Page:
Survival of the fittest: An evolution in climate science bears examination
Jack Hamilton on climate literature from Darwin to denial
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(John Maxwell Hamilton, a former foreign correspondent who has covered the environment, is the Hopkins P. Breazeale Professor of Journalism at Louisiana State University, and a Global Fellow in the Woodrow Wilson International Center for Scholars. He is the author of seven books on foreign affairs.)
WASHINGTON, D.C. (Callaway Climate Insights) — Reviewing books for David Callaway’s Callaway Climate Insights over the past two years has been a reminder of Socrates’s wise aphorism, “The unexamined life is not worth living.”
The books I have reviewed have been about where we are right now with regard to climate change and where we are going. But they have also prompted me to reflect on how things have changed from my childhood 70-odd years ago and from my early years as a journalist.
Today virtually every conversation is a climate change conversation. On any given day you can hear President Joe Biden reaffirm that climate change is “the number one issue facing humanity” or that “A good climate policy is good economic policy.” Even if one calls climate change a hoax, as former president Donald Trump has done, they are talking about the issue. It can’t be avoided.
As reported in Callaway Climate Insights in the past several days, the U.S. Security and Exchange Commission is proposing new rules on mandatory climate reporting for public companies. Advertisers are telling news media they want to showcase their wares around solutions-based climate reporting. Some 60% of Americans, according to a recent Pew Research Center survey, believe global climate change will imperil them personally. A surprising three-quarters of those surveyed say they are willing to make changes in their lifestyles to mitigate global warming.
This pessimistic talk was unheard of in my youth in a Chicago suburb. We did not think of an overheated planet becoming inhospitable to life.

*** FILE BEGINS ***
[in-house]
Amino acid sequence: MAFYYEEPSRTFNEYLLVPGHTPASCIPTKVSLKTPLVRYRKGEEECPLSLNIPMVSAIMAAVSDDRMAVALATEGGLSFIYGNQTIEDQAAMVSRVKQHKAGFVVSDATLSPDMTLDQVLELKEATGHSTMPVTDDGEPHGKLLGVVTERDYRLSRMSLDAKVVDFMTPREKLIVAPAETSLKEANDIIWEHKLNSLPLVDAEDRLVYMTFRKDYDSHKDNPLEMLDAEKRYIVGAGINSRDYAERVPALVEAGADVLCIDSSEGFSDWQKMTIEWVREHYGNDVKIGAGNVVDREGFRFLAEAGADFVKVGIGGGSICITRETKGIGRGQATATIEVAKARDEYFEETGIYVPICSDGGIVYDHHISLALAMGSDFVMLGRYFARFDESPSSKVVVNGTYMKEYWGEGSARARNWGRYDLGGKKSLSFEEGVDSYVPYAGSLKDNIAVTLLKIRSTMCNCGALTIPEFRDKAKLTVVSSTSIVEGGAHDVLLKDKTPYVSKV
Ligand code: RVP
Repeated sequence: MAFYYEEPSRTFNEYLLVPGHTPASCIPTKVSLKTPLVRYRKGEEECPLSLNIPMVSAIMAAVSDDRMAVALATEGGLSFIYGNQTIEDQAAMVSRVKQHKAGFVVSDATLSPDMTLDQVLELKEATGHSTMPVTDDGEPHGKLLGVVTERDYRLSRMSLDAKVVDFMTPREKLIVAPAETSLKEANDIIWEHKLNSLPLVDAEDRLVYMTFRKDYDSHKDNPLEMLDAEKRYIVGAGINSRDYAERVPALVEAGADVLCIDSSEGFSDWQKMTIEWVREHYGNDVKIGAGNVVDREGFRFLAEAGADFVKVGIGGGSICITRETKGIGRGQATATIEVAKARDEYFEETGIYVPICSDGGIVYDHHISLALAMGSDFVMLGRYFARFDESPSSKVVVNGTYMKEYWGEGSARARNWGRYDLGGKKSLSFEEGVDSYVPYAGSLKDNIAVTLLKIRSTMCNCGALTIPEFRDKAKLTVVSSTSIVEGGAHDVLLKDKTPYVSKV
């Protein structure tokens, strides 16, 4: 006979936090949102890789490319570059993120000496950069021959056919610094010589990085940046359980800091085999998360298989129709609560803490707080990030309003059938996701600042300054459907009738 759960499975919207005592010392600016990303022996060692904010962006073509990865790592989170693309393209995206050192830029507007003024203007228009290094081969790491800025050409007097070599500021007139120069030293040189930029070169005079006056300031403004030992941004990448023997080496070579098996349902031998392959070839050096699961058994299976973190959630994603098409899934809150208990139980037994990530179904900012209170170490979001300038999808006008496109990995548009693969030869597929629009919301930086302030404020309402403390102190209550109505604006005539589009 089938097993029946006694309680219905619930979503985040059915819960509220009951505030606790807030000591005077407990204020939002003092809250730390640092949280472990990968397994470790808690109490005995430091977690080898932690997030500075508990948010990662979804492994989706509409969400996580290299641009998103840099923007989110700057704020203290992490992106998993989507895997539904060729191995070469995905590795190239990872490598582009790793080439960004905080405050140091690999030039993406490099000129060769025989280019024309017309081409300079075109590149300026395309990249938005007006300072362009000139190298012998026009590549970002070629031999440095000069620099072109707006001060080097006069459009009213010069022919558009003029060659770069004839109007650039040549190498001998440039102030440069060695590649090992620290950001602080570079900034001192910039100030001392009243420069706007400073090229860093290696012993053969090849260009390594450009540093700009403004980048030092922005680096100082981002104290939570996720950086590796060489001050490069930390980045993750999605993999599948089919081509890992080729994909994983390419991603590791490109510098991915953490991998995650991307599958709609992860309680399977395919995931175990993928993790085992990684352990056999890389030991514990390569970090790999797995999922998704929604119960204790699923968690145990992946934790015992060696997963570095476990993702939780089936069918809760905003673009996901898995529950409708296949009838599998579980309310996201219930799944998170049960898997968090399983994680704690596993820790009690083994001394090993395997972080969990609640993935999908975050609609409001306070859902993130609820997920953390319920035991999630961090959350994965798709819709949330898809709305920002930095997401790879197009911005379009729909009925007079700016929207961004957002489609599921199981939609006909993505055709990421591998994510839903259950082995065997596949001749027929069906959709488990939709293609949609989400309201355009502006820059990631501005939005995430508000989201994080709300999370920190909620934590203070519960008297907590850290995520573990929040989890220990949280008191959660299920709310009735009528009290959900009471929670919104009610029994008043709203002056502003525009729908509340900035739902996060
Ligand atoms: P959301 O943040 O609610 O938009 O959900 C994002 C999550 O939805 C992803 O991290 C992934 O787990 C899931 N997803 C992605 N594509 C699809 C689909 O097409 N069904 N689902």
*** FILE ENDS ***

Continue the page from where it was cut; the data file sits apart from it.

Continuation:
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Science classes in grade school were full of joy. We were taught to appreciate the miracles of photosynthesis and the diversity of plants and animals that populate the planet. When we thought about the loss of species, it was as a positive.
Charles Darwin’s The Origin of Species taught us that, as his 1859 book’s full title makes clear. It’s called On the Origin of Species by Means of Natural Selection, or the Preservation of Favoured Races in the Struggle for Life.
Sure, we lose some species, but we get improved ones too. It is a natural rhythm. Here is what Darwin wrote at the end of the book. The passage is worth quoting at length:
“It is interesting to contemplate an entangled bank, clothed with many plants of many kinds, with birds singing on the bushes, with various insects flitting about, and with worms crawling through the damp earth, and to reflect that these elaborately constructed forms, so different from each other, and dependent on each other in so complex a manner, have all been produced by laws acting around us ... There is grandeur in this view of life, with its several powers, having been originally breathed into a few forms or into one; and that, whilst this planet has gone cycling on according to the fixed law of gravity, from so simple a beginning endless forms most beautiful and most wonderful have been, and are being, evolved.”
In 1962, when I was in high school, Rachel Carson’s Silent Spring appeared. The book challenged the bright narrative that Darwin had offered. It described “contamination of air, earth, rivers, and sea with dangerous and even lethal materials.” Birds, insects, and fish were dying. The book was what we term a clarion call to change our ways, but even so it was hopeful about “all these new, imaginative, and creative approaches to the problem of sharing our earth with other creatures.”
As a journalist I covered the environment from time to time. Research for a book on growing global interdependence, Entangling Alliances, took me to Costa Rica, a biodiverse cornucopia. It had more plant varieties than could be found in all of the United States east of the Mississippi River. Like many developing countries the tiny nation was losing species of flora and fauna at an alarming rate due to overdevelopment of fragile tropical soils.